Confederate Society
 
The story of THE BLACK EYED PEA being considered good luck relates directly back to Sherman's Bloody March to the Sea in late 1864. It was led by Union Major General William T. Sherman. 

The 'Civil War' campaign began on 11/15/64 when Sherman 's troops marched from the captured burned-to-the-ground city of Atlanta, Georgia, and ended at the port of Savannah on 12/22/1864. When the smoke cleared, the southerners who had survived the onslaught came out of hiding. They soon realized that the Yankee invaders that had marched through the countryside had looted and stolen everything of value, and stolen or destroyed the food-stocks of the populace, including all the livestock, death and destruction were everywhere. Entire Cities were torched and the fields were salted so as to prevent future crops from growing in them for years to come. 

While in hiding, few had enough to eat and starvation was now upon the survivors. There was no international aid, no Red Cross meal trucks, no homeless shelters. The Yankee Northern army had  taken everything they could carry or haul away on the stolen wagons, and eaten everything they could eat.  But they couldn't take it all.  They burned what they didn't steal.They wanted no way for anyone to survive in the South nation.  They wanted it fully cleared for the taking. Their intentions was no less than the eradication of the Southern people, a true holocaust. 

The devastated people of the Confederacy found that, for some unknown reason, Sherman's blood-thirsty troops had left silos full of black eyed peas in tact in the wake of their carnage and destruction. You see at the time in the north the lowly black eyed pea was only used as feed stock. The Yankee northern troops saw it as the thing of least value, taking grain for their horses, livestock and other crops to feed themselves they just couldn't take everything. So they left the black eyed peas in great quantities assuming it would be of no use to the survivors because all the stock that it could feed had either been stolen, eaten or killed by the Yankees.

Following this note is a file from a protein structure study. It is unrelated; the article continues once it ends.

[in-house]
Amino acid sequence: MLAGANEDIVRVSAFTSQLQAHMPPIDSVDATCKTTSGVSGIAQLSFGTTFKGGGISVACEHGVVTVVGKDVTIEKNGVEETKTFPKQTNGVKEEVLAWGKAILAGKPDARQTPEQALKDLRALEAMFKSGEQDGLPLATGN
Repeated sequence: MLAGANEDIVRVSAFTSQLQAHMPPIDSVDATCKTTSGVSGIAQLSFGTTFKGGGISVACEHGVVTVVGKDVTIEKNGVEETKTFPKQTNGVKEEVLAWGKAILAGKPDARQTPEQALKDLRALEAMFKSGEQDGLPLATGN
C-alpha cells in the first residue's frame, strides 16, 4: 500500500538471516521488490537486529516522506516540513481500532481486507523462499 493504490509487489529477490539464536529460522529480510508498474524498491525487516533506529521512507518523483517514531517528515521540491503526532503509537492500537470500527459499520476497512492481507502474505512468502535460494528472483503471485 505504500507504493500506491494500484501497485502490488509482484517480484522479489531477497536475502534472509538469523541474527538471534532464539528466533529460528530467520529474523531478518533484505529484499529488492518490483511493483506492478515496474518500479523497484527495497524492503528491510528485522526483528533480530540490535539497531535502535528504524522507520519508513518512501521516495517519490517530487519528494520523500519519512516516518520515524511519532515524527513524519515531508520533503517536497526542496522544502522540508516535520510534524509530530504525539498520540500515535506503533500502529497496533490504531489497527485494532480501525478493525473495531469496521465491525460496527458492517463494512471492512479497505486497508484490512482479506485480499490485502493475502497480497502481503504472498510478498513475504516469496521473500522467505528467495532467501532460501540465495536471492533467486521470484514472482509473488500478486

Southerners awoke to face a new year in this devastation; facing massive 
starvation if not for the good luck of having the black-eyed peas to eat.  From New Years Day 1866 forward, the tradition grew to eat black-eyed peas on New Year's Day for good luck and in remembrance of those brave Confederates who fought to survive with nothing, and did, in spite of all that the Lincoln Yankees did to them to kill them.

Sent to the CSA by Billy Pierce and edited by the Confederate Sentry

 


Comments

06/18/2014 12:48

Very nice tips..thank

Reply

Your comment will be posted after it is approved.


Leave a Reply